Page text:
Landmarks

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Sleep Train Amphitheatre

This 22,000-seat, $20 million concert venue is the "Nordstrom" of concert halls, with lawn seating and a sky plaza was built by Universal Concerts, Bitterlin Development Corp., Nielsen-Dillinham Builders, the City of Chula Vista and others to bring top name performers to a state-of-the-art concert venue in our region. In its first year, performers brought thousands of San Diegans to South Bay with the high-tech and luxury amenities bringing performers in private jets into next-door's Brown Field and right back out.

Sonny Bono Salton Sea National Wildlife Refuge

The refuge was established in 1930 by President Herbert Hoovers's Presidential Proclamation. It is located along the course of the Pacific Flyway in the Imperial Valley California. Originally the refuge consisted of 37,600 acres. Now, because of flooding by the Salton Sea, only about 2,200 manageable acres remain. Dikes are expected to keep the Sea from further encroachment on the refuge.

South Carlsbad State Beach

This San Diego beach features swimming, surfing, skin diving, fishing and picnicking. The large bluff-top campground is very popular, especially in summer. Stairs lead to the beach.

Spreckels Theatre

Now a place of historic charm, the Spreckels Theatre, built in 1912, was at the time of its construction a bit of a marvel. The great San Francisco Quake of 1906 also shook up building designs of the era, which didn't handle earthquakes well. The Spreckels Theatre was designed to be earthquake-proof and fire-proof; a high-tech heating and ventilation system was also installed. John D. Spreckels, heir to the sugar empire, designed the theater after the Chicago School style of architecture. Today it is still family-owned and one of the most comfortable small-venue theaters in the county.

Star of India-San Diego Maritime Museum

Hundreds of sailing ships are anchored in San Diego's harbor, but the Star of India is one of the most interesting and historic. The three-masted vessel, which is the world's oldest iron vessel still able to go to sea, has been anchored in San Diego's harbor since 1927. The vessel was originally known as the Euterpe and was launched in November 1863, a few days prior to the Gettysburgh address. It collected rust for 30 years in San Diego's harbor until Capt. Alan Villiers visited San Diego. A well-known skipper and author, Villiers sparked a movement among locals to clean up the Star of India, making it an historical attraction and museum.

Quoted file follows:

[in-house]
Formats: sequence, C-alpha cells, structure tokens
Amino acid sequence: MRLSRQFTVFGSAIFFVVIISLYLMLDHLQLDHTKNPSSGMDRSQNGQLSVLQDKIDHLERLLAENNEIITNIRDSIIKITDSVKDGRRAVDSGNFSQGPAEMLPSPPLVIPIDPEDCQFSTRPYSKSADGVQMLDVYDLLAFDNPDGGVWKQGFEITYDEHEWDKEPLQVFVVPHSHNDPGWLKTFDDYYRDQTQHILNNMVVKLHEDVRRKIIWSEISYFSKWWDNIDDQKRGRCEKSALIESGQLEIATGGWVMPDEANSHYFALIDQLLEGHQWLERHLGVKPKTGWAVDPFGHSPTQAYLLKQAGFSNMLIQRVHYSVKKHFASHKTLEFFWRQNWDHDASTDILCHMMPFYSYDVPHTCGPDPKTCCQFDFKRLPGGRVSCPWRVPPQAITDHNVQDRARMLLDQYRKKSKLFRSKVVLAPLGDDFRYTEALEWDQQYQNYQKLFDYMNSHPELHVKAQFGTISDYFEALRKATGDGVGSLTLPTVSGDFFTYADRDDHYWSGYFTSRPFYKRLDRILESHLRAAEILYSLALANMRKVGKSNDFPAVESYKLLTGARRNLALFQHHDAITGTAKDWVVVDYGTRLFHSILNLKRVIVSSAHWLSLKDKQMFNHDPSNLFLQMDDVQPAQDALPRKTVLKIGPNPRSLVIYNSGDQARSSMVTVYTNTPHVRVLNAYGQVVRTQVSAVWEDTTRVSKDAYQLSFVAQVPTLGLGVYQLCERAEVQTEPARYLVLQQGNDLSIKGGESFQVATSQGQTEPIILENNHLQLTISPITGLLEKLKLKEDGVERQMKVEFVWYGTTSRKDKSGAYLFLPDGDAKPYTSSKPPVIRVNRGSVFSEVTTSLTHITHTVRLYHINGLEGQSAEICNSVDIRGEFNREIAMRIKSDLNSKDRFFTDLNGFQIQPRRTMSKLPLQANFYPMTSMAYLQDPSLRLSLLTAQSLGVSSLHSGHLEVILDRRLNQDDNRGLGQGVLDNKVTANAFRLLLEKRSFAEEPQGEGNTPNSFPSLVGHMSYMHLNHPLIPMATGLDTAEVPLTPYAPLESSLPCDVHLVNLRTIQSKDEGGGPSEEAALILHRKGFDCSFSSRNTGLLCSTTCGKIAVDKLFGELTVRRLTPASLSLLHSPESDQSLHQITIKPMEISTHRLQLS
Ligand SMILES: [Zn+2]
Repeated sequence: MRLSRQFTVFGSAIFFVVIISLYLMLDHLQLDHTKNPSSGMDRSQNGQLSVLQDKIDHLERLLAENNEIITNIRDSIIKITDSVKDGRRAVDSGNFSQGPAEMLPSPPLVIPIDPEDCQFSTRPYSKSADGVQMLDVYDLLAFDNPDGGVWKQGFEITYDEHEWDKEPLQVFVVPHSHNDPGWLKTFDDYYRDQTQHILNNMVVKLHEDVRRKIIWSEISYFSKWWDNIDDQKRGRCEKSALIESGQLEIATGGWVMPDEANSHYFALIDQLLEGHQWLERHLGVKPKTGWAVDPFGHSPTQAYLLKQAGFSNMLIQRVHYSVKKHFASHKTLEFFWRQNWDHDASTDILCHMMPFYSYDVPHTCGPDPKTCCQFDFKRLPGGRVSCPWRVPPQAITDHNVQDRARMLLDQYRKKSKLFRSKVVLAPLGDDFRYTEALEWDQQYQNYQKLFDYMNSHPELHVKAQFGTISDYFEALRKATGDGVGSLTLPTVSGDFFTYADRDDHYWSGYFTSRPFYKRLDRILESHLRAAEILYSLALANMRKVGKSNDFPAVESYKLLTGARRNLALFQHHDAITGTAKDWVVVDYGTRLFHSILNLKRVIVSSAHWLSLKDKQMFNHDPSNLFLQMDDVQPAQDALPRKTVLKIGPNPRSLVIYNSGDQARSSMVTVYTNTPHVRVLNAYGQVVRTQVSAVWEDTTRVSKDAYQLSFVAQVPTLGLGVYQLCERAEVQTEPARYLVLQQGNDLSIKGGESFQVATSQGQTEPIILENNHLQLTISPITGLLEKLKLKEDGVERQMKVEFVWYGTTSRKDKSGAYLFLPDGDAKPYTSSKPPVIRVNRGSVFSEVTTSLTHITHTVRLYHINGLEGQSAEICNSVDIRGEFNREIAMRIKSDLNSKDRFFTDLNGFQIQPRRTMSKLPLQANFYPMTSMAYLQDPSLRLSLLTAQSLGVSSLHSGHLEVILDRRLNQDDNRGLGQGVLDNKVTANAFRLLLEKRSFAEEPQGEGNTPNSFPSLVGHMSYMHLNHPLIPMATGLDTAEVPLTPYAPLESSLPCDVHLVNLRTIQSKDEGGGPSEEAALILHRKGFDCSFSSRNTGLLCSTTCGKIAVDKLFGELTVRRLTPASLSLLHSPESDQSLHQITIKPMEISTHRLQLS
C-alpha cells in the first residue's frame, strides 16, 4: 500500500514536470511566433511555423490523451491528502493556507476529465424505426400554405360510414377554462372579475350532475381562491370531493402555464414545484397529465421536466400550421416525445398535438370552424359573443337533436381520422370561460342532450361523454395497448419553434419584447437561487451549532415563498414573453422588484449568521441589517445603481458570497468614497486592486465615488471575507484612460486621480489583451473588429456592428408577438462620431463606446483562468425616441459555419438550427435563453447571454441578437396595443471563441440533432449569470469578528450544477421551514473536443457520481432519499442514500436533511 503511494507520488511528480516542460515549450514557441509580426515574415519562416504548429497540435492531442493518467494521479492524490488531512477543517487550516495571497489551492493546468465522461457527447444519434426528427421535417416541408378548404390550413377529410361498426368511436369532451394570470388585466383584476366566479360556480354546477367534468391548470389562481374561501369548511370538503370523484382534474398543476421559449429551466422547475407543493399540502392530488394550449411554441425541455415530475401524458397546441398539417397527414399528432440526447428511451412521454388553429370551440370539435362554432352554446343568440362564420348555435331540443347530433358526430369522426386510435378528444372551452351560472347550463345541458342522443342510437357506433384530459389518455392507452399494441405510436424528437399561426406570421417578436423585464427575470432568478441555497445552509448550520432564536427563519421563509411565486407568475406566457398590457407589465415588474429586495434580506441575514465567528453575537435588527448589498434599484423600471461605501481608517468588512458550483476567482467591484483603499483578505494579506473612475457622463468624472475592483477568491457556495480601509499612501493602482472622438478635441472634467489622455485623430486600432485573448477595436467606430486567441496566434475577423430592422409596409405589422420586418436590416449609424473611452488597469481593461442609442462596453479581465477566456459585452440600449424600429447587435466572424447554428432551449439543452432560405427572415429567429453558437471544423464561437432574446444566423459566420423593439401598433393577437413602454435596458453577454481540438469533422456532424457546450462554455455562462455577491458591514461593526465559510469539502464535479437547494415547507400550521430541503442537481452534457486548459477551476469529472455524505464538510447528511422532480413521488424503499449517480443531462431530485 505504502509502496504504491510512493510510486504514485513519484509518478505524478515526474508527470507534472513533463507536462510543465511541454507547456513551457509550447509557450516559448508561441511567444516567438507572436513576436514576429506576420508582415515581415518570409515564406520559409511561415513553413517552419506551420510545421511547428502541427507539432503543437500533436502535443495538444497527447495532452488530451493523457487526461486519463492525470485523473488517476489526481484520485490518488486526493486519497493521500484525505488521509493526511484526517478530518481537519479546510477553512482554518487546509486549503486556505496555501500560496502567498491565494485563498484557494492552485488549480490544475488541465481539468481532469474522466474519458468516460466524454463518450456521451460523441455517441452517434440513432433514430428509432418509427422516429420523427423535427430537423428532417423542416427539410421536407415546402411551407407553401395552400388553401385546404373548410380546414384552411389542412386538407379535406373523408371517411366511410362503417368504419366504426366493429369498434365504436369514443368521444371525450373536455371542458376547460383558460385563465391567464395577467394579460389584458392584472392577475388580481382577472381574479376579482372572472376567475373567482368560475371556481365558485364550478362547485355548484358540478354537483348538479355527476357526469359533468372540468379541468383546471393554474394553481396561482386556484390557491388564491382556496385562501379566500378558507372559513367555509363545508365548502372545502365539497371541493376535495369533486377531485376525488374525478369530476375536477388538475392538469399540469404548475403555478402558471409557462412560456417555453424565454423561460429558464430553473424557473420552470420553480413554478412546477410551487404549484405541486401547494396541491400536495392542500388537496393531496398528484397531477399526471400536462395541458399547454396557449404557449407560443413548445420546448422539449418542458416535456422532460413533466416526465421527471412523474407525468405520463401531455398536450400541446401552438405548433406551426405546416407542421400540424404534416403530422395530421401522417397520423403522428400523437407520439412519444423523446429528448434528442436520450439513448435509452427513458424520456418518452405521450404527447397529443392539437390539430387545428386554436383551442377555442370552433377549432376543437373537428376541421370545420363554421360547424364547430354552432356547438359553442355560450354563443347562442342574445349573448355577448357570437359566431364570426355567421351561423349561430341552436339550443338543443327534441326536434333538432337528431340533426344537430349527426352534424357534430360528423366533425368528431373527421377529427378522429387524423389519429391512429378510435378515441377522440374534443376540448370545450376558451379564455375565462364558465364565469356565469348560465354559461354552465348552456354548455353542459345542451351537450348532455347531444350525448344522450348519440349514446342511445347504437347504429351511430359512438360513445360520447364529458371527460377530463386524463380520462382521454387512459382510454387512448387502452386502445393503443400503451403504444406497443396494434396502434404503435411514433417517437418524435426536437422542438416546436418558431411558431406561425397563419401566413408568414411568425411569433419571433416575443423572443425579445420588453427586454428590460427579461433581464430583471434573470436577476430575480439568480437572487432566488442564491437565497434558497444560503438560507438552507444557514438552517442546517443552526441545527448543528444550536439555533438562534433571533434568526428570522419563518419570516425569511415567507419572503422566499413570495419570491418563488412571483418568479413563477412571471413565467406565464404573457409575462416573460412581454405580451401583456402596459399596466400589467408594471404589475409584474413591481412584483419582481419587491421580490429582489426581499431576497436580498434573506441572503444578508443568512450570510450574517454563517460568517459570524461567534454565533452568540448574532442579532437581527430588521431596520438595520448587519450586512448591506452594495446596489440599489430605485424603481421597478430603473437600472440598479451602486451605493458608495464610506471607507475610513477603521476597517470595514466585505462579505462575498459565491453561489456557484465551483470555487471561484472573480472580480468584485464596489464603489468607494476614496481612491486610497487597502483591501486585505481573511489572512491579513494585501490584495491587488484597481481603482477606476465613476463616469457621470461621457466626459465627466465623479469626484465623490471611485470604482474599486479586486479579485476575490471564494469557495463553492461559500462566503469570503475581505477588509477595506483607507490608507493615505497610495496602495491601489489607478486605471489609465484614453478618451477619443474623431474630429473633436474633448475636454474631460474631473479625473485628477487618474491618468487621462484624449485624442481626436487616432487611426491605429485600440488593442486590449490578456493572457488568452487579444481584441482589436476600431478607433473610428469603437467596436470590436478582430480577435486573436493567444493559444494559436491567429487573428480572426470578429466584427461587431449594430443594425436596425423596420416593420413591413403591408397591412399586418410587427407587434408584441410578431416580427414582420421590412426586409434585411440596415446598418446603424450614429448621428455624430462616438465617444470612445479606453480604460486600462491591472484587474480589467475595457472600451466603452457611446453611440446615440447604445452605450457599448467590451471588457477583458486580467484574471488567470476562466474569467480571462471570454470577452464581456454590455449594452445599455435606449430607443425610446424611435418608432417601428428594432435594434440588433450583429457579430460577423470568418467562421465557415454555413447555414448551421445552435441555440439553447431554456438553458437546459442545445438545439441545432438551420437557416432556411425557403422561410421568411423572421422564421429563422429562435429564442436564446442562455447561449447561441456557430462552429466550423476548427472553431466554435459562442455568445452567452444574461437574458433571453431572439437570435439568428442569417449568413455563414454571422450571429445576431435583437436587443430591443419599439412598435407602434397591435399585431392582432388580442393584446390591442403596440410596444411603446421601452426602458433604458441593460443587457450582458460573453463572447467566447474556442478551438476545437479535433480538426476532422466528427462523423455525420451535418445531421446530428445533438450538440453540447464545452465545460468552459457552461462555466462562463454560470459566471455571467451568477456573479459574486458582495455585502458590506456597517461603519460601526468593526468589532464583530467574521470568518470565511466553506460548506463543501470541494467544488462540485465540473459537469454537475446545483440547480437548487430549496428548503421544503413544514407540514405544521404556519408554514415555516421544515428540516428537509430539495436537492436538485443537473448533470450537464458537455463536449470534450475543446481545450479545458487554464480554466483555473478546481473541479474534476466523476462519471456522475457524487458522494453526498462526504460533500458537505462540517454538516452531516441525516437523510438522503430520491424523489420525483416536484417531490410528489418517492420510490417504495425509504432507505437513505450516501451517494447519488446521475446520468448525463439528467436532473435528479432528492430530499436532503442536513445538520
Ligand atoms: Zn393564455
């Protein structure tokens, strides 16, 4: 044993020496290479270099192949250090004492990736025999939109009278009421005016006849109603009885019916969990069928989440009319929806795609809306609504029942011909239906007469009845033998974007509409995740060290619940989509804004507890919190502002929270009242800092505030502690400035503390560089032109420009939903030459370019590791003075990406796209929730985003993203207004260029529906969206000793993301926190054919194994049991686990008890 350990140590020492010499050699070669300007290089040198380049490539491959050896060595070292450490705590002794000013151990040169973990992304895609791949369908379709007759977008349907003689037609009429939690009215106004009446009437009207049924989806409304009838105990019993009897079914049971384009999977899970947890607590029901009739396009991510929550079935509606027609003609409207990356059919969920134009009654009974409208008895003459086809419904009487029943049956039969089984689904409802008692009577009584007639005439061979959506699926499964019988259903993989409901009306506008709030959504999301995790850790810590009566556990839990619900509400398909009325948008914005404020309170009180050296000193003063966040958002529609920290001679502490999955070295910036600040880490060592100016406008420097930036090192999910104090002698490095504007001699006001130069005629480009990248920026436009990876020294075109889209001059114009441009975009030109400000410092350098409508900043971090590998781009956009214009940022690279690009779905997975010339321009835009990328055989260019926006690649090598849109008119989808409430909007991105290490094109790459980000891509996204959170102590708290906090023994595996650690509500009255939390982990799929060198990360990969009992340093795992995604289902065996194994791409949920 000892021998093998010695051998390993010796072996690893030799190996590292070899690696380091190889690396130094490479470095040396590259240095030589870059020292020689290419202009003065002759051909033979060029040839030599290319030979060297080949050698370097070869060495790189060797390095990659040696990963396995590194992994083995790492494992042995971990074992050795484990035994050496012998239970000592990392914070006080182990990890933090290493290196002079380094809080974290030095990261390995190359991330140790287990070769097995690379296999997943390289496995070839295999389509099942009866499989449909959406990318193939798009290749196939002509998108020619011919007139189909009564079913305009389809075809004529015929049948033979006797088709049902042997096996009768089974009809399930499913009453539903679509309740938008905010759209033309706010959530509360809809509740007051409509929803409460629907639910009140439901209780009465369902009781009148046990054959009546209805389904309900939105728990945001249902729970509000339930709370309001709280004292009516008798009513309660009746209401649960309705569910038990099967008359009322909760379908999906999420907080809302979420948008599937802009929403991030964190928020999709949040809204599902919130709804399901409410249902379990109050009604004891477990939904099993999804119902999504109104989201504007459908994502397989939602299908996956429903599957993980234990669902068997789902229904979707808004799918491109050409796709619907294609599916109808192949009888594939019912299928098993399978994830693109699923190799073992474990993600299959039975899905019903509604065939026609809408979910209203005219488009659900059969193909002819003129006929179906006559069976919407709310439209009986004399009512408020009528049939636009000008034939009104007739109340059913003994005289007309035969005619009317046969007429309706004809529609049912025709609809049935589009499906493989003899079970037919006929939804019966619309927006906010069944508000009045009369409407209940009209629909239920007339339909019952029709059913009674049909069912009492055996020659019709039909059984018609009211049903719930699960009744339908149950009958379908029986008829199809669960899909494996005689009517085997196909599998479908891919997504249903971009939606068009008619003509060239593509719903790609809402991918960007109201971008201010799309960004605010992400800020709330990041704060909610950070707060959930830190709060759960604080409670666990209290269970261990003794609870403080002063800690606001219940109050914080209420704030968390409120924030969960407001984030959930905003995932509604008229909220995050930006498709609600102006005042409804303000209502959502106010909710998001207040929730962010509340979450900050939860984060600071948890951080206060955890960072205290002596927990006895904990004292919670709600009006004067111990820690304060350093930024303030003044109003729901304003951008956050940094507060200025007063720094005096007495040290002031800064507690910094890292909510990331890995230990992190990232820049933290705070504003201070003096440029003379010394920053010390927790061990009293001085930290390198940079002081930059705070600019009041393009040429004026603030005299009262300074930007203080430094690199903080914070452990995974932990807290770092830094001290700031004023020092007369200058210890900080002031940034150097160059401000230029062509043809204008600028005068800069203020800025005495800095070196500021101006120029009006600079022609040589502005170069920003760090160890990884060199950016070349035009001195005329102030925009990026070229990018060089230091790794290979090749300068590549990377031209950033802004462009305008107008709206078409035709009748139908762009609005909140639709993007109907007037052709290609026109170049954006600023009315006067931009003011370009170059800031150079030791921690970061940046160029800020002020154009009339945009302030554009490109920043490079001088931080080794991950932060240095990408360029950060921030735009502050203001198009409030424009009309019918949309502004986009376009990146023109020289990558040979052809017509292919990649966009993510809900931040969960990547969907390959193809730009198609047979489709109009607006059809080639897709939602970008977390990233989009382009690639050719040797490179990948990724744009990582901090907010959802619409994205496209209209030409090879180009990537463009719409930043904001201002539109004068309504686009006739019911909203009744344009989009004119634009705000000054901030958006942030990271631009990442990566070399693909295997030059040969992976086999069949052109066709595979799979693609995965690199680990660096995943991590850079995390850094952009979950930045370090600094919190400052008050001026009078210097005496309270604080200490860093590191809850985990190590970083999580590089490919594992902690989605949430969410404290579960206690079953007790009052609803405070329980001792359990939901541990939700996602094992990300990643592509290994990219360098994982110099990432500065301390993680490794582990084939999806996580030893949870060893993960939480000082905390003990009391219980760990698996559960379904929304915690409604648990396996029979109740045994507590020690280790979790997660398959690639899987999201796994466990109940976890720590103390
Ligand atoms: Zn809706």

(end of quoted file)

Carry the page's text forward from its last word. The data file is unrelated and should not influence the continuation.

Sun Valley Golf Club

A privately owned nine-hole, par 3 course that is just visible off Interstate 8 in MacArthur Park, near the La Mesa Municipal Pool and Spa.

Temecula Wine Country

The Temecula Wine Country is an easy drive to the north of the San Diego County line. There are 3,000 acres of vineyards and 18 award-winning wineries located in the rolling hills of the valley. Varietals include Chardonnay, Merlot and Sauvignon Blanc as well as Mediterranean varietals such as Viognier, Syrah and Pinot Gris. The wineries offer wine tasting and tours of their facilities. Several have restaurants. Many offer sites for weddings and meetings.

The Flower Fields

Every spring the hillsides above I-5 in North San Diego County burst into colorful bloom. The Flower Fields are in fact 50 acres of colorful Ranunculus bulbs being grown for the commercial market. The bulbs were first cultivated in the San Diego area in the early part of the 20th century and have been a fixture ever since. Interestingly, the flowers are really a byproduct of the process--the bulbs are really what is important. Several million bulbs are harvested each year.

The Lost Abbey

One of the most well-known breweries in the San Diego area, the tasting room offers samples of beers and ales from both Port Brewing and The Lost Abbey. Port is known for its IPAs (India Pale Ales), whereas The Lost Abbey has won numerous awards for its Belgian-inspired ales with clever, irreverent names. 

The Maritime Museum

The Maritime Museum of San Diego offers visitors and residents a backwards glance at what San Diego bay looked like when sailing ships anchored in the harbor. The 1863 Star of India, the oldest sea-going sailing vessel according to the Guinnesss Book of World Records, is permanently moored against the embarcadero and is open for tours. In addition to the Star, the Maritime Museum also offers tours of the 1898 steam ferry Berkeley, the 1904 steam yacht Medea, the 1914 Pilot and the Californian--the official tall ship of California.

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